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Re: Bug#150514: Uer maodifications _must_ bre preserved, even is a co-admin said otherwise a few releases ago

On 24-Jun-02, 14:53 (CDT), Gordon Russell <gor@dcs.napier.ac.uk> wrote: 
> On Mon, Jun 24, 2002 at 01:57:36PM -0500, srivasta@acm.org wrote:
> > 	But you don't. You retrieve the information from debconf,
> > 	where it had been set at some point in the potentially remote
> >  past by someone else. Had you been asking everytime, this would not
> >  be an issue.
> Yes I agree that this seems in breach of Policy. The Policy also goes
> on to say something about not asking questions on an upgrade. I disagree
> with your philosophy that debian=multi-user and thus system administration
> is an uncontrolled multi-user activity. This is not sensible as a procedure,

Wrong. Regardless of your opinion of other people's administration
procedures, if you overwrite a user modified file under /etc/ without
asking you are in violation of policy, and it is basically unacceptable.
I'll offer one exception: if the file is very clearly marked as being overwritable, and is offers a clear, easy way to remove the possibility of being automatically modified, then I think that's a generally accepted procedure:

    # This file is currently being re-generated from the answers stored in
    # debconf. If you modify this file directly, your changes will be
    # overwritten unless you remove the line containing I_BELONG_TO_DEBCONF.

> and I will not go out of my way to support uncontrolled system administration
> where the administrators do not know what they are doing and do not talk to
> each other.

It's not just a matter of admins not talking to each other. If I install
stable, and then a year later modify /etc/foo.conf, and then a year after
that upgrade to the new stable version, I am unlikely to remember that
2 years ago I said "okay" to your debconf question.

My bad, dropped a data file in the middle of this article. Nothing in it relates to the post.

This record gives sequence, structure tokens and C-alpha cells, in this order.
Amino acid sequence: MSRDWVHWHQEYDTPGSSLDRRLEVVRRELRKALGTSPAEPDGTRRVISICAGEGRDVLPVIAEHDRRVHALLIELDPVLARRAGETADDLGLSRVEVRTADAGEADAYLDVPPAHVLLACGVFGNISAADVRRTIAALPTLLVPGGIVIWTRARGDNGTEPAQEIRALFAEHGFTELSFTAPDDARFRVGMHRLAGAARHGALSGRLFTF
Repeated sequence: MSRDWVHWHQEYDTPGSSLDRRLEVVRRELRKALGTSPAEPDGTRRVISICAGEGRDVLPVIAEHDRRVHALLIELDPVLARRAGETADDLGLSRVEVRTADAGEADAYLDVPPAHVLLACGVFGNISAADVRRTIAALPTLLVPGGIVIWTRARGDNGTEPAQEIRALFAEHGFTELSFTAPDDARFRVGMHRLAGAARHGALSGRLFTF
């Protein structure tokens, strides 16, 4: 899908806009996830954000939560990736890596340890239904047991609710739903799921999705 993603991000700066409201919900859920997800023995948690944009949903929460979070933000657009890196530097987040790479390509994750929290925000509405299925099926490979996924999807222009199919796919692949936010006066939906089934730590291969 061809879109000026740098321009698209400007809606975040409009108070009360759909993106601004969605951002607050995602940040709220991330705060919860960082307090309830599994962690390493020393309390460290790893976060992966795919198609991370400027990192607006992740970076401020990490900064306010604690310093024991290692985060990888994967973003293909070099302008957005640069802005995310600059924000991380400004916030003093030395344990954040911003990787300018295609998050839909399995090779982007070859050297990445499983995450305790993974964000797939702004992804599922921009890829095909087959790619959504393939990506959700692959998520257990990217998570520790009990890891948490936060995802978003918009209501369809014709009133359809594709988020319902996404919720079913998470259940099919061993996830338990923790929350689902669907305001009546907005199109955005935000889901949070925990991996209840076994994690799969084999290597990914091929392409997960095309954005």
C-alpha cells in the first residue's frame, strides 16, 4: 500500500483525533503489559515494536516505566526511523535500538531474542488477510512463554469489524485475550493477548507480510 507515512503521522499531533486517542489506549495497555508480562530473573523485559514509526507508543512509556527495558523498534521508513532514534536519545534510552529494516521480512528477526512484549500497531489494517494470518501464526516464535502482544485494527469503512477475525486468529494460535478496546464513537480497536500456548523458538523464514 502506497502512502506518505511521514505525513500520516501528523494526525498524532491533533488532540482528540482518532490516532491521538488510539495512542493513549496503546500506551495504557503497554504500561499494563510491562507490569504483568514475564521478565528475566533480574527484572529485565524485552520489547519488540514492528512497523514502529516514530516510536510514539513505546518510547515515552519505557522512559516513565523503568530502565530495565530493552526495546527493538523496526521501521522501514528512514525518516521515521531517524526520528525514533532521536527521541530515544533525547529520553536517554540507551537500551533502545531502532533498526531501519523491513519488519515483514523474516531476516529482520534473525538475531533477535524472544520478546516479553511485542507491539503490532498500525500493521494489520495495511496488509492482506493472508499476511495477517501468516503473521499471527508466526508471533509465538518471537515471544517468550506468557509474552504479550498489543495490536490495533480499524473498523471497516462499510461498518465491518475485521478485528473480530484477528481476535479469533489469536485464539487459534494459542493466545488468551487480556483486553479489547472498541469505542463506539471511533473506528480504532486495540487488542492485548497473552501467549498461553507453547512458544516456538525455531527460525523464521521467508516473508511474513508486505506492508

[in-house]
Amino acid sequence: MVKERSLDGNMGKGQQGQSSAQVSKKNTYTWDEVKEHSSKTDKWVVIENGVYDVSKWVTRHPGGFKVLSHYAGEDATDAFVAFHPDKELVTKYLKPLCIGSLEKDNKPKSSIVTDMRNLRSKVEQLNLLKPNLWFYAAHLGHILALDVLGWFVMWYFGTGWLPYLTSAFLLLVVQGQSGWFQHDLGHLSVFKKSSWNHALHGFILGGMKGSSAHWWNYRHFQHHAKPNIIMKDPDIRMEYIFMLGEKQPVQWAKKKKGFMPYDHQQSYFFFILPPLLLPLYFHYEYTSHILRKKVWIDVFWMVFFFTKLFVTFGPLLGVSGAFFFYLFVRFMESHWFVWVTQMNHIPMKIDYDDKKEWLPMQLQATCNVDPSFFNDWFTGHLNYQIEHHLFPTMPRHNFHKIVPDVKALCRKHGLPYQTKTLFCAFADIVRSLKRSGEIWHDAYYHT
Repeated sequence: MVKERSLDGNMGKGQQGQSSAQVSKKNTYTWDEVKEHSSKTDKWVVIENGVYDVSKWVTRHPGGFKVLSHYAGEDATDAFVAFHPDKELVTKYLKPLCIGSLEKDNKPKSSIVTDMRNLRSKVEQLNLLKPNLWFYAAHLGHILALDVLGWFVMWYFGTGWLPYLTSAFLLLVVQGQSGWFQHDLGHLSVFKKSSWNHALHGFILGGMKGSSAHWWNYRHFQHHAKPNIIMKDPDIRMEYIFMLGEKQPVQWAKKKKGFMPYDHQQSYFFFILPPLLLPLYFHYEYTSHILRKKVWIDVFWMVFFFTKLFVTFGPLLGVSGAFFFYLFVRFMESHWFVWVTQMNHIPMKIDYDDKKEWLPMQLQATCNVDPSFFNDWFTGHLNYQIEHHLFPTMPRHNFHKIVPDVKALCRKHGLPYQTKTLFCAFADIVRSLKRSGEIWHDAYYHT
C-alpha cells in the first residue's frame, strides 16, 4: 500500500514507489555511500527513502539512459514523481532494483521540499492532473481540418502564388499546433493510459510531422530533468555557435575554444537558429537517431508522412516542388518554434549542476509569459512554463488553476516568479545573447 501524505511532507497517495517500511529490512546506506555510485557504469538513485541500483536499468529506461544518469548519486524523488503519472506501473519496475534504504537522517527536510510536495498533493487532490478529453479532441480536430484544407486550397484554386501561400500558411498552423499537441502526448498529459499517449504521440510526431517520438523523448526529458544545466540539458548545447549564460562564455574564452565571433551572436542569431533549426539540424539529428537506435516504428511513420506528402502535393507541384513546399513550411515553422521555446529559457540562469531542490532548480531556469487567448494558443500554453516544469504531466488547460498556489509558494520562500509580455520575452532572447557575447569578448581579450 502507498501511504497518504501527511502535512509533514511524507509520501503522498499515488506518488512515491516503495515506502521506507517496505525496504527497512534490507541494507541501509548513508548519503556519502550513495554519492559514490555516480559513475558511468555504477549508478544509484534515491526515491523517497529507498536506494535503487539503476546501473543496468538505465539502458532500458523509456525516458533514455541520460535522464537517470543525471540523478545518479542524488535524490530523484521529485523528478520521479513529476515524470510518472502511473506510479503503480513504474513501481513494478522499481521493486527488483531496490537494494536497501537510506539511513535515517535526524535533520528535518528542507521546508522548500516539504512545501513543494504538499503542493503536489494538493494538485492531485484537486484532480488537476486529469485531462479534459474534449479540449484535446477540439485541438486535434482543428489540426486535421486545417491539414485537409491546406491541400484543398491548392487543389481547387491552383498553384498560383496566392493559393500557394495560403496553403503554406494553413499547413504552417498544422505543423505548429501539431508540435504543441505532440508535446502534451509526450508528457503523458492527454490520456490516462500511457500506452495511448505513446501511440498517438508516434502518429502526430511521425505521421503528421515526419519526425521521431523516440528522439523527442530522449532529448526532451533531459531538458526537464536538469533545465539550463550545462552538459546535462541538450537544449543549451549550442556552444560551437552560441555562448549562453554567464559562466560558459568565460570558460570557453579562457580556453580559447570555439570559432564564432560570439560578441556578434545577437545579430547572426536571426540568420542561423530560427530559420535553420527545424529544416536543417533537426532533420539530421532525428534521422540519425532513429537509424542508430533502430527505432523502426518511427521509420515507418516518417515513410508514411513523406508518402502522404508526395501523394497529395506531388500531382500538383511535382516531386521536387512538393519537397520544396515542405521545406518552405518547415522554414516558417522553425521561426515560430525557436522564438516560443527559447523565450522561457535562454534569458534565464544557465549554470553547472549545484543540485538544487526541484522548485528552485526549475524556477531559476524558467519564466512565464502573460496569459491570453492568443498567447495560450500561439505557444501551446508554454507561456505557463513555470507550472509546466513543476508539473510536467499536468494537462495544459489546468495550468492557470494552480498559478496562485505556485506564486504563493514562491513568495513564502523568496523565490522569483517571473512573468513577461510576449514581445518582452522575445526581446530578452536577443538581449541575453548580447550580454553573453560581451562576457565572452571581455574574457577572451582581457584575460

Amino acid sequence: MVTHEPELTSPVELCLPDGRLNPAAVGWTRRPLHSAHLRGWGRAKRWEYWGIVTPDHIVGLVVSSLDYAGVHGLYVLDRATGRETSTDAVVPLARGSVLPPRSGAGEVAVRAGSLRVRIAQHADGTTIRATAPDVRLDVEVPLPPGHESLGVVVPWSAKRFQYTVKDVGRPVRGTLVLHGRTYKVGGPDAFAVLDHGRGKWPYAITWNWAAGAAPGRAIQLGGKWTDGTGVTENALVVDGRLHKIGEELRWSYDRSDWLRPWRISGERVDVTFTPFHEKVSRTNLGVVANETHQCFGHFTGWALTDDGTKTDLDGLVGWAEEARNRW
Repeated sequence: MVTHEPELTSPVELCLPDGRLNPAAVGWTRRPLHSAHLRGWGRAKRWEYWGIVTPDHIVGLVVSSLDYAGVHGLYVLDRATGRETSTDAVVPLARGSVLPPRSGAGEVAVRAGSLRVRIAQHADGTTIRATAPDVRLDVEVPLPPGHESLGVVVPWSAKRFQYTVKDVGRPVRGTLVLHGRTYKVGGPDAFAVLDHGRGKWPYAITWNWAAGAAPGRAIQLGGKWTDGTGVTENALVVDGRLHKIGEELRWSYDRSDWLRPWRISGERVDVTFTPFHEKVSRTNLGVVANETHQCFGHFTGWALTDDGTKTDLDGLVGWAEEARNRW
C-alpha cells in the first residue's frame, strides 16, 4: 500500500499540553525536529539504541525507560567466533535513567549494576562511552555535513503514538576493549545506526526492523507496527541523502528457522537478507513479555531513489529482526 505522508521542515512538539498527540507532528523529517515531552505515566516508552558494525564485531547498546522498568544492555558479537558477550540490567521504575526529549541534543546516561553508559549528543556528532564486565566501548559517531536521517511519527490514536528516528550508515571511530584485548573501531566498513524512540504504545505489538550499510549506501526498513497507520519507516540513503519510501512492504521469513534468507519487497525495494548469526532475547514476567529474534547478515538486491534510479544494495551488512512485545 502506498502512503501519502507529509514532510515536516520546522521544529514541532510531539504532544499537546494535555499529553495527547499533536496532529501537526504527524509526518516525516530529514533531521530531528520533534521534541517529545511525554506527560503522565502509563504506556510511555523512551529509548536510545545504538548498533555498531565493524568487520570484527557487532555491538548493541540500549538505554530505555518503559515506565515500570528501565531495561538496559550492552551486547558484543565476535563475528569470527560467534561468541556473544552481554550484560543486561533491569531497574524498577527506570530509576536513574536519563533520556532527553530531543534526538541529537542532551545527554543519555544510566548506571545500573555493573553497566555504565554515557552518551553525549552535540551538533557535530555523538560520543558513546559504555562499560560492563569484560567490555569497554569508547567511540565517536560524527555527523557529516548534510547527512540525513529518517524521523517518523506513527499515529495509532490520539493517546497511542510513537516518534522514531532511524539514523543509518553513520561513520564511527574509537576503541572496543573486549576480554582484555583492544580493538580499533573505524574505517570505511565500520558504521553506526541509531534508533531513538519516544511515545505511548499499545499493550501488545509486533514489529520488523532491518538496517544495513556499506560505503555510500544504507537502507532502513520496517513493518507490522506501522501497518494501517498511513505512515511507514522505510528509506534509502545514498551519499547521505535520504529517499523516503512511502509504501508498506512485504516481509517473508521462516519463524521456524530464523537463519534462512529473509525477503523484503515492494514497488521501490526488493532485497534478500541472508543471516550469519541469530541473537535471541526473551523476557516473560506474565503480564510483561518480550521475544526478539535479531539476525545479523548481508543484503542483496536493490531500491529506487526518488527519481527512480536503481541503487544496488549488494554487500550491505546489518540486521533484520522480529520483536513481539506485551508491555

> To be honest there is a lot of truth is what you say, but I am sure that the
> users will not want a debconf question every time (can be done by setting
> priority high in the debconf question).

I don't want a debconf question every time. I don't want you to
overwrite my files, either. Debconf is a way to get original
configuration information on the initial install, but editing the config
file by hand must take precedence.

>> [Copying config files between machines.]
> /etc is local for each machine by definition.

Really? You mean I can't copy around my /etc/resolv.conf? Or
/etc/ntp.conf? Or /etc/printcap? It will break the system? Gee, I didn't
know that. I suspect it will be news to a lot of sysadmins.

> >  update/configure scripts iff  the config file does not already
> >  exist. 
> Yes, and quite honestly I do not understand this.

Because you're not supposed to fsck with an admins changes without
asking. That's what policy says, and that's what a great many of expect,
and the ability to rely on such behaviour is why a great many of us
prefer Debian to Redhat. 

Steve Greenland

    The irony is that Bill Gates claims to be making a stable operating
    system and Linus Torvalds claims to be trying to take over the
    world.       -- seen on the net

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